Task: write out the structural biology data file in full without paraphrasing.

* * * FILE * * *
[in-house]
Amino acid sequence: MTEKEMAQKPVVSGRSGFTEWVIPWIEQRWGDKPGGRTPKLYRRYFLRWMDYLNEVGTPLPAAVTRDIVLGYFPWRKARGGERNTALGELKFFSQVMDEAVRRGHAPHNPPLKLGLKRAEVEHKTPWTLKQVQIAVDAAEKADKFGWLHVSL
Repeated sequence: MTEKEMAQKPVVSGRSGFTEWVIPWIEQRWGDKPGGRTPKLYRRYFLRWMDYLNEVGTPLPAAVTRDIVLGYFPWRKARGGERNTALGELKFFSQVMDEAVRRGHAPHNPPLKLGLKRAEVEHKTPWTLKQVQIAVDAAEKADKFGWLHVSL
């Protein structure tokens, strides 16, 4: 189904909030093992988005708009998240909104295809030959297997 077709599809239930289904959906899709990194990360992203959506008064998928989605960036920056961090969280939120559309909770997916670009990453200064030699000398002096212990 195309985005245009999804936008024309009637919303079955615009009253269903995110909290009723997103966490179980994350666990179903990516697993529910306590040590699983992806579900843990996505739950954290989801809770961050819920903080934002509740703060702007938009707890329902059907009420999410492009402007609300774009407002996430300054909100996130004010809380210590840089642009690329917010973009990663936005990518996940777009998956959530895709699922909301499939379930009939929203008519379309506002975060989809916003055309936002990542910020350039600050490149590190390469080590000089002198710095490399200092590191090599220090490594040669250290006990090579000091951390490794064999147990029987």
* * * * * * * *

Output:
[in-house]
Amino acid sequence: MTEKEMAQKPVVSGRSGFTEWVIPWIEQRWGDKPGGRTPKLYRRYFLRWMDYLNEVGTPLPAAVTRDIVLGYFPWRKARGGERNTALGELKFFSQVMDEAVRRGHAPHNPPLKLGLKRAEVEHKTPWTLKQVQIAVDAAEKADKFGWLHVSL
Repeated sequence: MTEKEMAQKPVVSGRSGFTEWVIPWIEQRWGDKPGGRTPKLYRRYFLRWMDYLNEVGTPLPAAVTRDIVLGYFPWRKARGGERNTALGELKFFSQVMDEAVRRGHAPHNPPLKLGLKRAEVEHKTPWTLKQVQIAVDAAEKADKFGWLHVSL
């Protein structure tokens, strides 16, 4: 189904909030093992988005708009998240909104295809030959297997 077709599809239930289904959906899709990194990360992203959506008064998928989605960036920056961090969280939120559309909770997916670009990453200064030699000398002096212990 195309985005245009999804936008024309009637919303079955615009009253269903995110909290009723997103966490179980994350666990179903990516697993529910306590040590699983992806579900843990996505739950954290989801809770961050819920903080934002509740703060702007938009707890329902059907009420999410492009402007609300774009407002996430300054909100996130004010809380210590840089642009690329917010973009990663936005990518996940777009998956959530895709699922909301499939379930009939929203008519379309506002975060989809916003055309936002990542910020350039600050490149590190390469080590000089002198710095490399200092590191090599220090490594040669250290006990090579000091951390490794064999147990029987």